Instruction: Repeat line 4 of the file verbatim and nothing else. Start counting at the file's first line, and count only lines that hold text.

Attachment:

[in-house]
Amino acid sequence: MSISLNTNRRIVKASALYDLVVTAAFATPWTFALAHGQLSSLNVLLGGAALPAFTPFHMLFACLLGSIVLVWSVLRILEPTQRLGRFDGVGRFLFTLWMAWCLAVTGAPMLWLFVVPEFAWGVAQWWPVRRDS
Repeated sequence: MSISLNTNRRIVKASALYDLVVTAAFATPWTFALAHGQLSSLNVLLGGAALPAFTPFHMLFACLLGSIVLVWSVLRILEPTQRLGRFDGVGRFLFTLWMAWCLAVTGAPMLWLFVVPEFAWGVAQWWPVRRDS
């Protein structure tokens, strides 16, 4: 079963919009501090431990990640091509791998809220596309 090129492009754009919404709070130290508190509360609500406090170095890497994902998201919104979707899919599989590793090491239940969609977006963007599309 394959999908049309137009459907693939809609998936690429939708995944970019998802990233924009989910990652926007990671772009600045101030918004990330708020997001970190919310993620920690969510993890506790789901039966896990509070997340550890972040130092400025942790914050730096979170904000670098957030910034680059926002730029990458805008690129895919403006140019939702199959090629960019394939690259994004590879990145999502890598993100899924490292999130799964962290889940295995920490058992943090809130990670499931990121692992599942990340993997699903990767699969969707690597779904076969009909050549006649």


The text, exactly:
């Protein structure tokens, strides 16, 4: 079963919009501090431990990640091509791998809220596309 090129492009754009919404709070130290508190509360609500406090170095890497994902998201919104979707899919599989590793090491239940969609977006963007599309 394959999908049309137009459907693939809609998936690429939708995944970019998802990233924009989910990652926007990671772009600045101030918004990330708020997001970190919310993620920690969510993890506790789901039966896990509070997340550890972040130092400025942790914050730096979170904000670098957030910034680059926002730029990458805008690129895919403006140019939702199959090629960019394939690259994004590879990145999502890598993100899924490292999130799964962290889940295995920490058992943090809130990670499931990121692992599942990340993997699903990767699969969707690597779904076969009909050549006649």